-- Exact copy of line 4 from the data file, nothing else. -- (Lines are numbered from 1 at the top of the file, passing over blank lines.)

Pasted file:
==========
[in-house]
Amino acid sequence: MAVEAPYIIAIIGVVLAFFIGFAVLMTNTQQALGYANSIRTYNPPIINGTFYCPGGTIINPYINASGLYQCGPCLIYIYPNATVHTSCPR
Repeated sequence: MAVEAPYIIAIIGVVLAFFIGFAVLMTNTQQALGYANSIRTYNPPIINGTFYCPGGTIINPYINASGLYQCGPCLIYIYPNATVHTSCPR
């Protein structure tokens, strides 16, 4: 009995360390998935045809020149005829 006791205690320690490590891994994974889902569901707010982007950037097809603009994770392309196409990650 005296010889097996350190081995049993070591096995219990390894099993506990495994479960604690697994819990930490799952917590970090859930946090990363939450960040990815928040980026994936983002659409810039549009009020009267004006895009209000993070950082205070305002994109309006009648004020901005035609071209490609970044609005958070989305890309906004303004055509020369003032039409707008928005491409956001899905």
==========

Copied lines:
């Protein structure tokens, strides 16, 4: 009995360390998935045809020149005829 006791205690320690490590891994994974889902569901707010982007950037097809603009994770392309196409990650 005296010889097996350190081995049993070591096995219990390894099993506990495994479960604690697994819990930490799952917590970090859930946090990363939450960040990815928040980026994936983002659409810039549009009020009267004006895009209000993070950082205070305002994109309006009648004020901005035609071209490609970044609005958070989305890309906004303004055509020369003032039409707008928005491409956001899905």